Ginseng trade not 'Wild West' that TV portrays

Columbus — Don’t believe everything you see on TV.

A half-dozen ginseng harvesters and dealers who attended a March 7 meeting at the Ohio DNR’s central office agreed “Appalachian Outlaws,” a reality cable television show about the ginseng trade, is more fiction than fact.

“The show is scripted,” said Tanner Filyaw of Rural Action in Athens County. “They have a West Virginia consultant who makes sure nothing illegal really happens.”

Dealer Mitch McCullough of Ohio River Ginseng said the series over-dramatizes the danger and stereotypes those involved in the trade. He said widespread theft and free-wheeling car chases depicted in the show are not part of ginseng culture.  

While harvesting ginseng is not a “get rich quick” endeavor, there is money to be made from the perennial herb. As a result, the number of Ohioans cultivating plants has increased dramatically in recent years.

Found in 19 eastern U.S. states and Canada, American ginseng is largely a product of the Appalachian region. Plants grow eight to 15 inches high on shady, well drained hillsides. Early summer blooms ripen into green fruit, then red berries by early fall. Those berries make plants easier to spot for digging.

Freshly dug or “green” ginseng root is carefully dried for sale to local dealers. Those dealers, in turn, re-sell the root for export to the Far East. 

Kentucky ranks first in U.S. ginseng production; Ohio is about sixth, according to Ron Ollis, a n Ohio DNR law enforcement administrator. 

Melissa Moser, who oversees ginseng certification and management for the agency, said wild plants are found all over Ohio. Her research follows the life cycles of plants at 15 secret sites between Fulton and Scioto counties. She looks for the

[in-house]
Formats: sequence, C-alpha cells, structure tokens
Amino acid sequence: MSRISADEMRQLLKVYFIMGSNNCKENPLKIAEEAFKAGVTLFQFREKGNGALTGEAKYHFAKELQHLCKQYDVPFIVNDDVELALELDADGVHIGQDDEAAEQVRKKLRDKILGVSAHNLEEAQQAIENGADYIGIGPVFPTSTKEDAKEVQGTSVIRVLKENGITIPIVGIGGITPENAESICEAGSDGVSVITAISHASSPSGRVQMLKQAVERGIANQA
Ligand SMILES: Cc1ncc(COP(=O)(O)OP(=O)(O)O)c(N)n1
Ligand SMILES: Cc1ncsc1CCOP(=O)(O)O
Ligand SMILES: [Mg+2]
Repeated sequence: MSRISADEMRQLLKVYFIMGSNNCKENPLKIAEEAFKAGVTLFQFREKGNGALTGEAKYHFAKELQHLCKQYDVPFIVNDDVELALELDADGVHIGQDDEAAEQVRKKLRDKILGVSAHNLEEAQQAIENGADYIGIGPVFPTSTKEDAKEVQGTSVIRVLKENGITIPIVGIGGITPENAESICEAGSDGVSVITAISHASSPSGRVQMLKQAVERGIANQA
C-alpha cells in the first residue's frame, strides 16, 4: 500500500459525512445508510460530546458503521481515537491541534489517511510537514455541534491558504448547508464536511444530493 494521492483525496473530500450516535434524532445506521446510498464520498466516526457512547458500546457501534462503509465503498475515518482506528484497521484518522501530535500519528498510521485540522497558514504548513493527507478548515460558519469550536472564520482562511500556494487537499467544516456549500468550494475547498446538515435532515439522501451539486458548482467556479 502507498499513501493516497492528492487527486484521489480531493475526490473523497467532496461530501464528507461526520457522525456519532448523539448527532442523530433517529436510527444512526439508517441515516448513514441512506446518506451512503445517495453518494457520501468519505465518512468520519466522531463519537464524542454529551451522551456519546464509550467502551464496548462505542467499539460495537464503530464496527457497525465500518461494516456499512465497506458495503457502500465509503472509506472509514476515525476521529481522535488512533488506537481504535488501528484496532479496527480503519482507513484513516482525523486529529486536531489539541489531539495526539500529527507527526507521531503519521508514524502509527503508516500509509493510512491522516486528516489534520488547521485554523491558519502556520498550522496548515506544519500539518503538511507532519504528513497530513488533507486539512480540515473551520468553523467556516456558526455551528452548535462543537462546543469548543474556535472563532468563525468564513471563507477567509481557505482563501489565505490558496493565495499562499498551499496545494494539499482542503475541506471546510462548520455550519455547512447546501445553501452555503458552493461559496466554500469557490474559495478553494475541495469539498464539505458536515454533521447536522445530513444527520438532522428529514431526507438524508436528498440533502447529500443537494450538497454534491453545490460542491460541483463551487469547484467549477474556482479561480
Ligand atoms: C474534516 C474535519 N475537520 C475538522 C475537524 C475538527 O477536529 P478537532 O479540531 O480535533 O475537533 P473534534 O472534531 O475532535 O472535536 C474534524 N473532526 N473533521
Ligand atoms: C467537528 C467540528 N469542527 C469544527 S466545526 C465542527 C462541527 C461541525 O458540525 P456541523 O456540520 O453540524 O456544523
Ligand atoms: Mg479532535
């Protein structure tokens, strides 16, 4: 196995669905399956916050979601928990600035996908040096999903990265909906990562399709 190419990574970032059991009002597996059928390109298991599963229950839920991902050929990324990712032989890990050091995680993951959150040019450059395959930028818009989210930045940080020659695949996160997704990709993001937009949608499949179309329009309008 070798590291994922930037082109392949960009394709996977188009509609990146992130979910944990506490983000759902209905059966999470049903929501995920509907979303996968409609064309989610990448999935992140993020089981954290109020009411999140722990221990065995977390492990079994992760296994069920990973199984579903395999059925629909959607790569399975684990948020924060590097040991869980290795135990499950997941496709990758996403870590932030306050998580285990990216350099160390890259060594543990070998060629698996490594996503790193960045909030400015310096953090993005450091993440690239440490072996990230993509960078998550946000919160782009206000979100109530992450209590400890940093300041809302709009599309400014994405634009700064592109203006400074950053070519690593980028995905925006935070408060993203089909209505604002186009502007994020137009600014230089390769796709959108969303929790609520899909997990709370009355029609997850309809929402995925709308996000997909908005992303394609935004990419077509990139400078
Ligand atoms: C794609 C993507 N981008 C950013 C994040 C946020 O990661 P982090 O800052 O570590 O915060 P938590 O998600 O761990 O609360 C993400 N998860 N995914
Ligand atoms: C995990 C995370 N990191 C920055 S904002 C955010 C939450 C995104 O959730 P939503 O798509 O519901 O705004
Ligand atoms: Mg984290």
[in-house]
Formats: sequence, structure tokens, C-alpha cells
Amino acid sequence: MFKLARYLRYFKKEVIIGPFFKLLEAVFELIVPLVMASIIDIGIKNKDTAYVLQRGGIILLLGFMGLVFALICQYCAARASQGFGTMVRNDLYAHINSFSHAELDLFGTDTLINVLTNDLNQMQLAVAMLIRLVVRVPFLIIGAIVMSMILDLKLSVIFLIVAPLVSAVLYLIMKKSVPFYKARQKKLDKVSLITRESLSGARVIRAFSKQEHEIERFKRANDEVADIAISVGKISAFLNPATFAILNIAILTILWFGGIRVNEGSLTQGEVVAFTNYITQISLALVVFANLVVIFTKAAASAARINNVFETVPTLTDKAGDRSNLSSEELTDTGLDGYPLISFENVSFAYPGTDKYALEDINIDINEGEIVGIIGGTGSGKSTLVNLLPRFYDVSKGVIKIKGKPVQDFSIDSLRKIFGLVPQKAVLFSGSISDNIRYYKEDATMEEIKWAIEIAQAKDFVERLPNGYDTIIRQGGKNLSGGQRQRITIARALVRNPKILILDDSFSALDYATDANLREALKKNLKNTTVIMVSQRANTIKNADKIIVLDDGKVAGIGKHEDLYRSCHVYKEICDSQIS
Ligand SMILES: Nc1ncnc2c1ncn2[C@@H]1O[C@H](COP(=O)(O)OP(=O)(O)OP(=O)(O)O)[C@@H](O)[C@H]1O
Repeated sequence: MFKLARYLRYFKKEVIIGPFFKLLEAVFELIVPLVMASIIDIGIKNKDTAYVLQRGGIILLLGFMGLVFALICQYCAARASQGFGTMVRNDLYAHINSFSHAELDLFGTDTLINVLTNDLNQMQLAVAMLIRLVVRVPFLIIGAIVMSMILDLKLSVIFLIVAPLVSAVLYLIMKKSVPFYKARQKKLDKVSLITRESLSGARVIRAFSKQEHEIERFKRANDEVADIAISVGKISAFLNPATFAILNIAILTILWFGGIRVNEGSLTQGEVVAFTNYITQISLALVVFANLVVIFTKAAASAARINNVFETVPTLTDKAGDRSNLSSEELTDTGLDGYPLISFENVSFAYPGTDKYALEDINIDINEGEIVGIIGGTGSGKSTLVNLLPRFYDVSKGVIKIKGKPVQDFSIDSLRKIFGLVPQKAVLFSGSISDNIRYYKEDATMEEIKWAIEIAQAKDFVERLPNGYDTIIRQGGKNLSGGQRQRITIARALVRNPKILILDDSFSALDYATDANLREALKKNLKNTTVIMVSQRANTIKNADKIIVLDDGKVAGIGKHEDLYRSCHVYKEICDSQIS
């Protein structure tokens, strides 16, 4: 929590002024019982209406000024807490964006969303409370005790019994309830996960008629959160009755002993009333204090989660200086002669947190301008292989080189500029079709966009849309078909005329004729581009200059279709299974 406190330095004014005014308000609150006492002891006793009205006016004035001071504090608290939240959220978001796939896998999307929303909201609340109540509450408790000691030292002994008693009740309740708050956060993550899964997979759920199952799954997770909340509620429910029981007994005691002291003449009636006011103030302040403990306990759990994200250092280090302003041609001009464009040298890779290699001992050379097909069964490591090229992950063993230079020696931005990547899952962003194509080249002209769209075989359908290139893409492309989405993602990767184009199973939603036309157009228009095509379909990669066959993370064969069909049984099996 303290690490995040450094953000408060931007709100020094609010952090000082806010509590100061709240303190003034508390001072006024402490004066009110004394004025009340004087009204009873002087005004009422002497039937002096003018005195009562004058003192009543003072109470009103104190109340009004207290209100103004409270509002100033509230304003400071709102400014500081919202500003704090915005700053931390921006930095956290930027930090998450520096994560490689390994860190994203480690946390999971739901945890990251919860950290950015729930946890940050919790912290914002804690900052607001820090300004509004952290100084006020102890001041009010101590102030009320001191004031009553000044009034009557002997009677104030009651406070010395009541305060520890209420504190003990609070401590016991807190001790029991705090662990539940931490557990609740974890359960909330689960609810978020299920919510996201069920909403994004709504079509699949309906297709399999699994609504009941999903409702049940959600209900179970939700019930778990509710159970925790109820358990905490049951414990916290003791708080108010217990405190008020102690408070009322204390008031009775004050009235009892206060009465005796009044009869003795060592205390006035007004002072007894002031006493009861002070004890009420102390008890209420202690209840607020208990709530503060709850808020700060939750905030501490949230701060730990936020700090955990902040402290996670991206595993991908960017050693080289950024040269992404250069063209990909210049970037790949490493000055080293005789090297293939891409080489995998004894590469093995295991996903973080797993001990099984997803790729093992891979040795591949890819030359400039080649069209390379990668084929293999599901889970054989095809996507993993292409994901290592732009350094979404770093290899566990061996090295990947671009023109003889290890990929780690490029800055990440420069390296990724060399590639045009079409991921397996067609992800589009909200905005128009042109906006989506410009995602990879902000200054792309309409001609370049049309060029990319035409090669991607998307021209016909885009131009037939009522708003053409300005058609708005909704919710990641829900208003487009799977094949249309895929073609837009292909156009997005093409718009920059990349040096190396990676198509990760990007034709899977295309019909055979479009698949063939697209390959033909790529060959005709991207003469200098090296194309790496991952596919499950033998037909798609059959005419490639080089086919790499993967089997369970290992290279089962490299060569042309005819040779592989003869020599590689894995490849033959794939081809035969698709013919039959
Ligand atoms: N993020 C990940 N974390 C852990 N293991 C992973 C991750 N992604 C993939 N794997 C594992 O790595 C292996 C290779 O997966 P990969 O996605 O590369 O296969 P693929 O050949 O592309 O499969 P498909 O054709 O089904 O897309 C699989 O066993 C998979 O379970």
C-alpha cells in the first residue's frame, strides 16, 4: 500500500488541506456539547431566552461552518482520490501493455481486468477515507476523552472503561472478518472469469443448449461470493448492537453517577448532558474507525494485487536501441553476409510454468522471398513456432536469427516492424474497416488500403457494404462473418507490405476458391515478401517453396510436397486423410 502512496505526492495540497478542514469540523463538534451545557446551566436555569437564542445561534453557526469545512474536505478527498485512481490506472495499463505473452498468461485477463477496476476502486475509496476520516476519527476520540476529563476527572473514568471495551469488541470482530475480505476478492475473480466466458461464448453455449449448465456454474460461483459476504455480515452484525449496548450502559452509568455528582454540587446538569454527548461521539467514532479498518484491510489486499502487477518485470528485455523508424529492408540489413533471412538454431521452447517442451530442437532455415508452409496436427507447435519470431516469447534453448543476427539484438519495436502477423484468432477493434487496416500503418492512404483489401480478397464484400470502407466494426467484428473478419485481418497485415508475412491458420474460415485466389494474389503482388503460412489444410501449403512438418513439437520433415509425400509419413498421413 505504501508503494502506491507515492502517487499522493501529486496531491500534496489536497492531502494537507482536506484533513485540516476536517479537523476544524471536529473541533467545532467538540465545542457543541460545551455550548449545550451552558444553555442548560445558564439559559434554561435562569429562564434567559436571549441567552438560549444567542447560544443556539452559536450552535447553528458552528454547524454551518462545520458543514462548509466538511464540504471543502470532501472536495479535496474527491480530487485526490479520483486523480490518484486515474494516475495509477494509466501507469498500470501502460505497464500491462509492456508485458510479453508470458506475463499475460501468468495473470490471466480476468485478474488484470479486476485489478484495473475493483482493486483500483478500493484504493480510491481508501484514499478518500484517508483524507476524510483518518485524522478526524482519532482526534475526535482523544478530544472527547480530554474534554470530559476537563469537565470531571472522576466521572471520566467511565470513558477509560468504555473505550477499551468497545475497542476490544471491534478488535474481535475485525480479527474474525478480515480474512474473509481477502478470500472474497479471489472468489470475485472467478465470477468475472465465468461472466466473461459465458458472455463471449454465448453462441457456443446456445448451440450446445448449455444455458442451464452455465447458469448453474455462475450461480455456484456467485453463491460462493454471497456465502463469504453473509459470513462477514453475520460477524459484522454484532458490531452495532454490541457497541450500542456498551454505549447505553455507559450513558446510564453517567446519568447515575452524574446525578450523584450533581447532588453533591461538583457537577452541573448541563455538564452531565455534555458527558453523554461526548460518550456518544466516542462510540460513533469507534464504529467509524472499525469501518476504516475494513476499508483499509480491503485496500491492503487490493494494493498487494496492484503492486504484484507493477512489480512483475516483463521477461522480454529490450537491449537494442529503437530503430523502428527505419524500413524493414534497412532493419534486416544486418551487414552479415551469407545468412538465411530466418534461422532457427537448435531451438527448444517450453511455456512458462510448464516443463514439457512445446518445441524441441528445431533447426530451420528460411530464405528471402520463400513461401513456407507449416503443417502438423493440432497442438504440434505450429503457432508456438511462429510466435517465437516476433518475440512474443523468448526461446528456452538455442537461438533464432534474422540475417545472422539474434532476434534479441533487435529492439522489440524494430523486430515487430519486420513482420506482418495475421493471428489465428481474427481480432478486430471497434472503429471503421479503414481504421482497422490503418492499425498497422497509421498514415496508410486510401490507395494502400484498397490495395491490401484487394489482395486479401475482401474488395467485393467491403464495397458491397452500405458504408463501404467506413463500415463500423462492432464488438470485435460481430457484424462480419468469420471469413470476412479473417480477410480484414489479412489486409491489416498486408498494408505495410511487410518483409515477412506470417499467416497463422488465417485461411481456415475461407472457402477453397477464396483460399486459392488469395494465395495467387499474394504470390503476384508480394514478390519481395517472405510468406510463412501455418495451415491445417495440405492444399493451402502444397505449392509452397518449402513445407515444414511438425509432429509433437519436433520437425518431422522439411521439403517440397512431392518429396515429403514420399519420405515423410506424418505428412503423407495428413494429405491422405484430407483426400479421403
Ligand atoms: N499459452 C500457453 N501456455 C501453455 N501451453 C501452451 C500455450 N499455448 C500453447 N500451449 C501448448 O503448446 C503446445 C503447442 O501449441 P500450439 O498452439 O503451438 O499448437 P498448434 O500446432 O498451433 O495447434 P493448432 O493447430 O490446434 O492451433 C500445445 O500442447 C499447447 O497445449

impacts of disease, deer, weather, and poaching on Ohio’s native wild stock.

She’s never encountered a poacher, but said grazing deer do significant damage to a patch of ginseng.

“They eat the tops of my tagged plants,” Moser said.

Previous research prompted the state to delay the start of Ohio’s harvest season from Aug. 15 to Sept. 1, she said. 

State law says ginseng must be at least 5 years old for harvest. Age is determined by the size and number of scars on the root. Berries of wild ginseng must be replanted at the harvest site.

Gnarly wild root is most prized by Asians, who believe it promotes good health and sexual prowess.

Digging is prohibited on state-owned lands in Ohio and in the national parks. However, limited harvest is allowed on the Wayne National Forest – one of only two national forests open to diggers, Ollis noted.

Filyaw’s organization began successfully promoting domestic ginseng cultivation about 15 years ago as a forest management project. Rural Action sells seeds to local landowners for scatter in woodlots and clear-cuts.

“It allows forests to recover,” Filyaw said.

Prices for naturally wild and cultivated ginseng root vary greatly and skilled dealers can tell the difference at a glance.

While dried wild root earns $800 to $1,000 per pound on the international market, forest-cultivated ginseng brings only $120. Field cultivated warrants even less – about $50 per pound, Filyaw added.

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